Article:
Patient Privacy and Home Care: How to Satisfy HIPAA Compliance Requirements On The Go
Patients are increasingly being cared for outside of hospitals – about 10,000 people turn 65 every day and many of them will need home-based healthcare. As a low-cost and outcome-based solution, home health is an appealing alternative to inpatient care in a hospital setting. And as more care is given in post-acute settings like home health, how can privacy and compliance officers ensure that HIPAA compliance requirements are met?
Benefits of home care
Home healthcare is on the rise – the Centers for Medicare & Medicaid Services (CMS) project that $108.8 billion will be spent on home health in 2019. Patients and families look to home care for numerous reasons, including:
- Reduced care costs
- Improved outcomes and patient satisfaction
- Patients don’t need to be in a hospital to monitor their health
- Physical and occupational therapy
- Home aides that assist in daily living activities like cooking and cleaning
“There’s nothing more powerful than great care in the home, delivered by someone who’s heart-centered and helps the patient take back control of their lives.” – John Driscoll, CEO of CareCentrix
Compliance concerns with home care
HIPAA compliance for home health comes with its fair share of challenges. Home health workers are highly mobile and travel across many locations – all while accessing sensitive data. As a result, monitoring ePHI access has become critical in those settings in order to maintain a culture of privacy.
Home care workers must know how to secure patient information while accessing, storing, or disclosing PHI through electronic devices. If a text message containing health data is sent via a publicly accessible cell phone network, it runs the risk of being intercepted by anyone who shares access. With this in mind, how can home care professionals keep sensitive information safe while on the go?
By taking measures like using secure text messaging apps that prevent texts from being sent outside a healthcare organization’s network and can remotely delete messages if a device is lost or stolen, home healthcare professionals can maintain HIPAA compliance regardless of location.
Securing patient data on the move
Sending text messages that include PHI isn’t the only risk – protecting patient privacy under HIPAA is an ongoing necessity, regardless of equipment and location. And home care practitioners have the added challenge of keeping data safe both within and away from a hospital or medical center. But there are ways of maintaining compliance while safeguarding sensitive information, including:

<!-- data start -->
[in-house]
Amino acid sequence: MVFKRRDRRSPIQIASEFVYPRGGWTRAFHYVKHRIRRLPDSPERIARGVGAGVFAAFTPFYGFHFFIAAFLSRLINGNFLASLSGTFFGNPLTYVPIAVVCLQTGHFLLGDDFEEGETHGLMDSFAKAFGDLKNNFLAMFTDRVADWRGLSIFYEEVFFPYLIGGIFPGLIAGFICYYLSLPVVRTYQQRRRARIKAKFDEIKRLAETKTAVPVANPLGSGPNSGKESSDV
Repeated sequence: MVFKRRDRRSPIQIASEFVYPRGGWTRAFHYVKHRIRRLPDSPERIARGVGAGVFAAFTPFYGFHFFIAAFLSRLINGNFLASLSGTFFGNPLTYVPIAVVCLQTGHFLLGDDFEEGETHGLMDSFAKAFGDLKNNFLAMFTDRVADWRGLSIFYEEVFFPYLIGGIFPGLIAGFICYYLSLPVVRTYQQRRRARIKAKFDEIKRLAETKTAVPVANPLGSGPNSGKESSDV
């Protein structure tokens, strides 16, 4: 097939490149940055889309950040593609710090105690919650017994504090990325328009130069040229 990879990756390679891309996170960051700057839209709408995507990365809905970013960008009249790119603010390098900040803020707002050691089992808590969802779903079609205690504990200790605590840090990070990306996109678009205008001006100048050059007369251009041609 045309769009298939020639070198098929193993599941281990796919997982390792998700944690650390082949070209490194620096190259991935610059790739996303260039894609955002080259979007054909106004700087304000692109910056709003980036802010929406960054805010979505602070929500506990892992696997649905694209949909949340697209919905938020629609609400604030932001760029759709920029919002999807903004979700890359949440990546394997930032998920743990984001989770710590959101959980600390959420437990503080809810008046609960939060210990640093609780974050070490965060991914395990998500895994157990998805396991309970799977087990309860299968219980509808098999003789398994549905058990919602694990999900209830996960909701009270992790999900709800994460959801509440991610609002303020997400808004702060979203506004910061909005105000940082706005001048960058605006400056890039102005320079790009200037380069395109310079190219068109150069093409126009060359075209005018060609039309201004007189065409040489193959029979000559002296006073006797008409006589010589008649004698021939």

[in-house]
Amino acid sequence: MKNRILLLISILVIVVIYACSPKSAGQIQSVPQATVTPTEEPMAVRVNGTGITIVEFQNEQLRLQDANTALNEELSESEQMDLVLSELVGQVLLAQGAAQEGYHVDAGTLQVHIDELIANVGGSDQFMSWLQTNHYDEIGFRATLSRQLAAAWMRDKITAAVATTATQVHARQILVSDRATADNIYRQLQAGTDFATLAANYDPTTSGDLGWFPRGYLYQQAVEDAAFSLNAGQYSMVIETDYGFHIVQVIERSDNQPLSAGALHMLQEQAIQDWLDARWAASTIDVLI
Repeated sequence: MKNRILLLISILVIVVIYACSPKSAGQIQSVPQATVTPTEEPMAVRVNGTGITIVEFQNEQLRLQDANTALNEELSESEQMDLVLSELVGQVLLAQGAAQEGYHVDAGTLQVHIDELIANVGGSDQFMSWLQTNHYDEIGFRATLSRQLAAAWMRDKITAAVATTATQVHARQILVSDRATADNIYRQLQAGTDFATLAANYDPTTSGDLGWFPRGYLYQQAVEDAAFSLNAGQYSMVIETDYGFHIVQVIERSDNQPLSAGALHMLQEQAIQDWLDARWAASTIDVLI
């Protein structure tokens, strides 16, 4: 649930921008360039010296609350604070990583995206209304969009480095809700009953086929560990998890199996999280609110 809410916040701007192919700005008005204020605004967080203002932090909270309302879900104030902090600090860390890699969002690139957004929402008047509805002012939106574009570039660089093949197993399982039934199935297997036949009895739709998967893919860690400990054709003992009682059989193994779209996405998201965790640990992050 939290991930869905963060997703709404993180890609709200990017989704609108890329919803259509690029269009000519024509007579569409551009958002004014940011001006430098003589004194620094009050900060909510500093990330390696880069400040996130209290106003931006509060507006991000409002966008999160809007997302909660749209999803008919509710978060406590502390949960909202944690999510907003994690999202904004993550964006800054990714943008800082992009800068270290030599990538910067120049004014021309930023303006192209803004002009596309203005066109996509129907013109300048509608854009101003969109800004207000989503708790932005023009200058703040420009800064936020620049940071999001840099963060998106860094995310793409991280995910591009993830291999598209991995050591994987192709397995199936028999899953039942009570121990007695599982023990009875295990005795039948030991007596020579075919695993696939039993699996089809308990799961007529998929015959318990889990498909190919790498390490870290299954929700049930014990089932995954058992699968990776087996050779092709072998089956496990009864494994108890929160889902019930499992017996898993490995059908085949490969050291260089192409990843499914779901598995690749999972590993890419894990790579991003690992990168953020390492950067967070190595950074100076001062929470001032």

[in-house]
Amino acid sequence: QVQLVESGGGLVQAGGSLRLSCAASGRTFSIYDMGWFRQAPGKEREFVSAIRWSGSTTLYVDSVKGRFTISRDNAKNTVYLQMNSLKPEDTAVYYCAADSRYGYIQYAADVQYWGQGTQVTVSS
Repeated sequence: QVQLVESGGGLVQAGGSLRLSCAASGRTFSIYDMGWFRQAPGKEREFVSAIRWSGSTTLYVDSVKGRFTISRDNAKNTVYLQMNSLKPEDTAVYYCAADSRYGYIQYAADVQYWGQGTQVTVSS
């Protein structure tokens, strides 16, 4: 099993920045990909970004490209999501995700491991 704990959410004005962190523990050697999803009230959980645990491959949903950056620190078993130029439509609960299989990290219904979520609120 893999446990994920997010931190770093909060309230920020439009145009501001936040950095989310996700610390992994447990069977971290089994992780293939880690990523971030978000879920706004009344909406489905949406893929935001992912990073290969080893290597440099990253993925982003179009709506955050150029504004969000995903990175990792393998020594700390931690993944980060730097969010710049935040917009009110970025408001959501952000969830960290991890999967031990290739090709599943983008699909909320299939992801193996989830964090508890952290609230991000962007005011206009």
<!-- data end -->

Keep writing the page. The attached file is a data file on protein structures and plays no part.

- Encrypting all health data
- Limiting access to medical records to users who are on a “need to know” basis only
- Locking devices with access to PHI in the trunk when travelling by car
- Taking caution to not leave devices with PHI unsecured when in a public location
- Installing screen locks and savers
- Keeping all devices that contain PHI locked in a secure place when not in use
According to IBM and Ponemon Institute’s 2019 Cost of a Data Breach Report, data encryption alone had the greatest impact on lowering costs associated with data breaches, saving organizations an average of $360,000 per breach.
Home care is a fast-growing facet of healthcare – as the population ages and healthcare costs soar, receiving care at home is a cost-effective solution that provides a level of independence that an inpatient stay at a hospital simply cannot offer. However, home care comes with the added challenge of ensuring that HIPAA compliance requirements are met while clinicians and their equipment are on the move. When laptops and other devices containing PHI leave the safety of a health system’s walls, it runs the risk of exposure to sensitive patient data. By taking precautions such as encrypting data and taking steps to maintaining the security of mobile devices with sensitive information, patients can reap all the advantages of home health, including the continued protection of their privacy.
“Home is where people want to heal.” – John Driscoll, CEO of CareCentrix